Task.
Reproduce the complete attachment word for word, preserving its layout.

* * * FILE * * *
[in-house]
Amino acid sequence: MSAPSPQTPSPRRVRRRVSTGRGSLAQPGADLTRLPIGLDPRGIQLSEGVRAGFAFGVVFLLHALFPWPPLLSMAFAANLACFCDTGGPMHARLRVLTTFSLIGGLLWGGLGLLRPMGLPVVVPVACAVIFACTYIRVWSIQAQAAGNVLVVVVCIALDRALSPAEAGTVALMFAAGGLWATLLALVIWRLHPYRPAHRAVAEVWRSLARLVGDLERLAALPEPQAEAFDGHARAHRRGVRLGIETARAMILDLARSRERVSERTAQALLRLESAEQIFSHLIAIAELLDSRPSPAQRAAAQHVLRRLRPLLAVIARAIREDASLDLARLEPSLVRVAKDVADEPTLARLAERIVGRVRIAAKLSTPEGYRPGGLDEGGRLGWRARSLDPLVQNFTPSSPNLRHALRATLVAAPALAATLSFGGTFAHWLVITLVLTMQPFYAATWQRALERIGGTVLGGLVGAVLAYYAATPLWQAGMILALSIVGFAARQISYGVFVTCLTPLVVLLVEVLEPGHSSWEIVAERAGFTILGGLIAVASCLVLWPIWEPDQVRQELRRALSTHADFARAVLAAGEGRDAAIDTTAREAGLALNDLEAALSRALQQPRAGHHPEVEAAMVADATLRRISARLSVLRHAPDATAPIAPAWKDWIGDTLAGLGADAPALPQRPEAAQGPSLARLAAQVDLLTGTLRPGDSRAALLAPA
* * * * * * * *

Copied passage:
[in-house]
Amino acid sequence: MSAPSPQTPSPRRVRRRVSTGRGSLAQPGADLTRLPIGLDPRGIQLSEGVRAGFAFGVVFLLHALFPWPPLLSMAFAANLACFCDTGGPMHARLRVLTTFSLIGGLLWGGLGLLRPMGLPVVVPVACAVIFACTYIRVWSIQAQAAGNVLVVVVCIALDRALSPAEAGTVALMFAAGGLWATLLALVIWRLHPYRPAHRAVAEVWRSLARLVGDLERLAALPEPQAEAFDGHARAHRRGVRLGIETARAMILDLARSRERVSERTAQALLRLESAEQIFSHLIAIAELLDSRPSPAQRAAAQHVLRRLRPLLAVIARAIREDASLDLARLEPSLVRVAKDVADEPTLARLAERIVGRVRIAAKLSTPEGYRPGGLDEGGRLGWRARSLDPLVQNFTPSSPNLRHALRATLVAAPALAATLSFGGTFAHWLVITLVLTMQPFYAATWQRALERIGGTVLGGLVGAVLAYYAATPLWQAGMILALSIVGFAARQISYGVFVTCLTPLVVLLVEVLEPGHSSWEIVAERAGFTILGGLIAVASCLVLWPIWEPDQVRQELRRALSTHADFARAVLAAGEGRDAAIDTTAREAGLALNDLEAALSRALQQPRAGHHPEVEAAMVADATLRRISARLSVLRHAPDATAPIAPAWKDWIGDTLAGLGADAPALPQRPEAAQGPSLARLAAQVDLLTGTLRPGDSRAALLAPA